If young people are to engage in democracy and society, young people need to learn how to respectfully disagree. Yet, educators often find it challenging to lead discussions on contentious issues.
Based on my experience as a middle school social studies educator, I’ve discovered that there are ways teachers and others who work with young people can show them how to deal effectively and respectfully with controversial topics – as well as what controversial topics to take up. Though the list of seven ideas I have created below were designed with educators in mind, they are applicable beyond the classroom.
1. Avoid personal attacks
In my former classroom, we had a mantra: “We address the ideas, we don’t attack the person.” When a person feels attacked, they stop listening.
Collectively determine what respect looks and feels like within these types of discussions. For example, a student may raise their voice as they passionately discuss a topic, but that can be perceived as yelling. Have a conversation on students prior to discussion on tone, style and how to engage in a topic when it becomes heated.
The educator’s role as a facilitator is to ensure that students maintain respect for their peers as they passionately express themselves. Making this investment will pay off tremendously for any discussion you have, whether in a classroom or another venue. If young people don’t feel like their viewpoints will be heard and respected, they will likely not speak up.
2. Try easy topics first
Before you dive into a more contentious topic, practice the skills of debate and disagreement with a topic such as school uniforms or cellphone use in classrooms.
A critical element of disagreement must also be empathy. Lived experiences often shape beliefs. Allow young people to share their experiences and their rationale. You may not agree, but you can be sensitive and try to understand their perspective. Remind students to seek to understand without focusing on being right.
3. Introduce familiar as well as new topics
To engage students, select social issues that young people are passionate about. This allows them to utilize their own experiences and knowledge as a frame of reference. It’s important that you truly know and ask your students what they’re interested in. Do not make assumptions. At the same time, recognize that there are topics or issues students may not aware of such as racism, global warming, indigenous and LGBTQ struggles for justice, and that this can be an opportunity to introduce them to narratives outside of their lived experiences or interests.
Be mindful when discussing issues that are connected to young people’s lived experience. Understand that certain topics can evoke strong emotions.
4. Keep discussions structured
Effective discussions are structured, whether it is a formal debate or Socratic seminar where students facilitate their own learning through group discussion rooted in shared texts or sources. No matter the format, establish and communicate clear rules. This will make it easier for you as a facilitator to enforce the rules of engagement and respect.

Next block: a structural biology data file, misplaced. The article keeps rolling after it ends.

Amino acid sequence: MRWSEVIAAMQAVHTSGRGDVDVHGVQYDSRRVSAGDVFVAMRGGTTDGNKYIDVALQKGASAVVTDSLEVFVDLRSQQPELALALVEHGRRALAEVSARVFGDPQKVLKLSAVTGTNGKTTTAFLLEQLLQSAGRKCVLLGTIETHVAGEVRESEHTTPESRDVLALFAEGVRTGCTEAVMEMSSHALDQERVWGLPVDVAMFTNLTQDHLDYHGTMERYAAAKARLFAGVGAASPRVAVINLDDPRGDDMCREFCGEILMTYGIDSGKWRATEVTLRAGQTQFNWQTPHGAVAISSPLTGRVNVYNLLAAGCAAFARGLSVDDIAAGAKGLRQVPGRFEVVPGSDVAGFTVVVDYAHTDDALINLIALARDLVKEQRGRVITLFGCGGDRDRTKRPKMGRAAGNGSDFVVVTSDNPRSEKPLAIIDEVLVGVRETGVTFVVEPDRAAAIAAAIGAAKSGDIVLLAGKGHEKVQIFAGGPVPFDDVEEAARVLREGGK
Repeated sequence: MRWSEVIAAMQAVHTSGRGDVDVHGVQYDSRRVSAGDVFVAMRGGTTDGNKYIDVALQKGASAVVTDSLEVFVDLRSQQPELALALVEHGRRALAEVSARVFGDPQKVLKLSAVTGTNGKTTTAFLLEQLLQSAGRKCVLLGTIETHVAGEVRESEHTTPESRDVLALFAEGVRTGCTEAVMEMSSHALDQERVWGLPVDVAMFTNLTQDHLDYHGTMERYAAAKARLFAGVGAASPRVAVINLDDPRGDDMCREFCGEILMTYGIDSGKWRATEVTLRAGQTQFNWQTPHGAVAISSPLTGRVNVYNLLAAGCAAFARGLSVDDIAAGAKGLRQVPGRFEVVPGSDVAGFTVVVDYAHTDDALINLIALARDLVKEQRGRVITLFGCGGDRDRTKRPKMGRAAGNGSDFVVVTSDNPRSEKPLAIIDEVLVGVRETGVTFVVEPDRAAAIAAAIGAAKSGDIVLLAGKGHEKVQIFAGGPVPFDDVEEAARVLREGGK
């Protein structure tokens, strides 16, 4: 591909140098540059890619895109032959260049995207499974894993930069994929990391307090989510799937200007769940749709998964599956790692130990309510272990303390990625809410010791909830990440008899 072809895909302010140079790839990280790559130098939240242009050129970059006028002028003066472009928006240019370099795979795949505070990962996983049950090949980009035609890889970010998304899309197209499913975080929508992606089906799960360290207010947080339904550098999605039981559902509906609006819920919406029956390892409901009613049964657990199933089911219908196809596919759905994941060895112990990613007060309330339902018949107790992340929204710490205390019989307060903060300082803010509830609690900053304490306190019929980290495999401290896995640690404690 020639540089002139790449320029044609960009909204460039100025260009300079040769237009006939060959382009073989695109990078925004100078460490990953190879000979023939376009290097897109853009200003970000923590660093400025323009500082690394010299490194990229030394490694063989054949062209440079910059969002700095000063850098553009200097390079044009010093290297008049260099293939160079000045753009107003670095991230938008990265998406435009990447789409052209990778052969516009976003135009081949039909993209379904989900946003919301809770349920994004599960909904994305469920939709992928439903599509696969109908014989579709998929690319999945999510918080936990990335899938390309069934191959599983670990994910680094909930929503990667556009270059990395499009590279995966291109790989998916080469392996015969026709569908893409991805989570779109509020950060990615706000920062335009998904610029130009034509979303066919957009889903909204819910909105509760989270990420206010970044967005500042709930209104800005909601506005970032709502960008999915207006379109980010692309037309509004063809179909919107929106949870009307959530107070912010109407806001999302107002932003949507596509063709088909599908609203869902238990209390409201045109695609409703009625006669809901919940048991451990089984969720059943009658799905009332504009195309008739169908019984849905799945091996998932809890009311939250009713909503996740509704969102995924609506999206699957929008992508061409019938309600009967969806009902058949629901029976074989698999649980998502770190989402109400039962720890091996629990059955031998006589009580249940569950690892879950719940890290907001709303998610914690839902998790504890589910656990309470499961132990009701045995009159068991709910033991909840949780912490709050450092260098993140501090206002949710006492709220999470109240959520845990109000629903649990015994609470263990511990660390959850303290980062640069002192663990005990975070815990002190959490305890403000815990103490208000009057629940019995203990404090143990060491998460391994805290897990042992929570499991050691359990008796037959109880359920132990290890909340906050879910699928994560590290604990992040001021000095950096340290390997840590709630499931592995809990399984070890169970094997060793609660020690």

5. Have students prepare
Students should be prepared for the discussion, which means they should have read, viewed and researched multiple sources on the topic. It’s important to emphasize that students understand the topic from various viewpoints. Allowing time for students to prepare will ensure that all students will be able to contribute and engage in the discussion.
6. Take politics head on
Election season provides an array of topics to analyze, which will provide lots of material to inform student opinions for the discussion. With the midterms, students can discuss and evaluate candidate platforms as they relate to various social issues and their proposals for change. Ballot measures and amendments such as abortion in West Virginia, transgender rights in Massachusetts, and voting rights in Florida are vital to evaluate as well. Have students read and question the ballot. There are many social issues embedded within ballot measures and examining them prepares students to be informed voters when they are a little older. The midterms can serve as a springboard, but you can continue having these discussions throughout the school year.
7. Examine social movements
The complexities of social movements such as women’s suffrage and civil rights are not highlighted enough in middle school and high school curricula. There is usually a focus on leaders and not the long-term collective actions of individuals.
Examining historical and contemporary social movements like pro-choice and pro-life, Black Lives Matter and All Lives Matter, and the LGBTQ movement, provides fertile ground for diverse individual and collective perspectives of an issue. Students can analyze the websites, news articles of social movements, or engage in a pro/con exercise to grapple with perspectives of a social issue. Questions can be posed to students such as: “Why are people organizing?” or “How does each group see the issue differently?” You could facilitate writing projects to legislators and activists or design a research project where students investigate the purpose, perspective and civic actions of a social movement. A lot of insight can be gleaned from social movements that can enhance discussions. More importantly, young people can find ways to engage in civic action themselves beyond the classroom.
Tiffany Mitchell Patterson is Assistant Professor of Secondary Social Studies, West Virginia University